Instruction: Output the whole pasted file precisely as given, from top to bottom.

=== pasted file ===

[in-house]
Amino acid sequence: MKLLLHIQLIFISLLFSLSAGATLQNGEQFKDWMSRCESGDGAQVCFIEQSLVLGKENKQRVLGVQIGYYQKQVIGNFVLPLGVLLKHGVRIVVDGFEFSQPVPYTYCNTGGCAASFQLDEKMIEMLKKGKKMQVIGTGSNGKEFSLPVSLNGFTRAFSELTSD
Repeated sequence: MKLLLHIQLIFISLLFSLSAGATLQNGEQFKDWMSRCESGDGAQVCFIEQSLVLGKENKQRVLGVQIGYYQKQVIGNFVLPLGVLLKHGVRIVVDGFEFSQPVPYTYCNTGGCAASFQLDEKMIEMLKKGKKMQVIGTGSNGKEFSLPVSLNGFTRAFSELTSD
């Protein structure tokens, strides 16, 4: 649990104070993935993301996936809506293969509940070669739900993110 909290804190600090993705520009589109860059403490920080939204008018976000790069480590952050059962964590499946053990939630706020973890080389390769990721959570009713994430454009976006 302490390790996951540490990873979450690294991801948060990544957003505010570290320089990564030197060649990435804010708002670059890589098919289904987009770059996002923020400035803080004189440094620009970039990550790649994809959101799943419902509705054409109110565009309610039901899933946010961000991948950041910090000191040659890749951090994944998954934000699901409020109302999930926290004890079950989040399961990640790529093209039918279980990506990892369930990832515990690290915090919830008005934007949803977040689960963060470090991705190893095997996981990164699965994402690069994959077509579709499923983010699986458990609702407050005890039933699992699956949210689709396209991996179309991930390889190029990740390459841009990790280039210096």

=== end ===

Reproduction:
[in-house]
Amino acid sequence: MKLLLHIQLIFISLLFSLSAGATLQNGEQFKDWMSRCESGDGAQVCFIEQSLVLGKENKQRVLGVQIGYYQKQVIGNFVLPLGVLLKHGVRIVVDGFEFSQPVPYTYCNTGGCAASFQLDEKMIEMLKKGKKMQVIGTGSNGKEFSLPVSLNGFTRAFSELTSD
Repeated sequence: MKLLLHIQLIFISLLFSLSAGATLQNGEQFKDWMSRCESGDGAQVCFIEQSLVLGKENKQRVLGVQIGYYQKQVIGNFVLPLGVLLKHGVRIVVDGFEFSQPVPYTYCNTGGCAASFQLDEKMIEMLKKGKKMQVIGTGSNGKEFSLPVSLNGFTRAFSELTSD
């Protein structure tokens, strides 16, 4: 649990104070993935993301996936809506293969509940070669739900993110 909290804190600090993705520009589109860059403490920080939204008018976000790069480590952050059962964590499946053990939630706020973890080389390769990721959570009713994430454009976006 302490390790996951540490990873979450690294991801948060990544957003505010570290320089990564030197060649990435804010708002670059890589098919289904987009770059996002923020400035803080004189440094620009970039990550790649994809959101799943419902509705054409109110565009309610039901899933946010961000991948950041910090000191040659890749951090994944998954934000699901409020109302999930926290004890079950989040399961990640790529093209039918279980990506990892369930990832515990690290915090919830008005934007949803977040689960963060470090991705190893095997996981990164699965994402690069994959077509579709499923983010699986458990609702407050005890039933699992699956949210689709396209991996179309991930390889190029990740390459841009990790280039210096």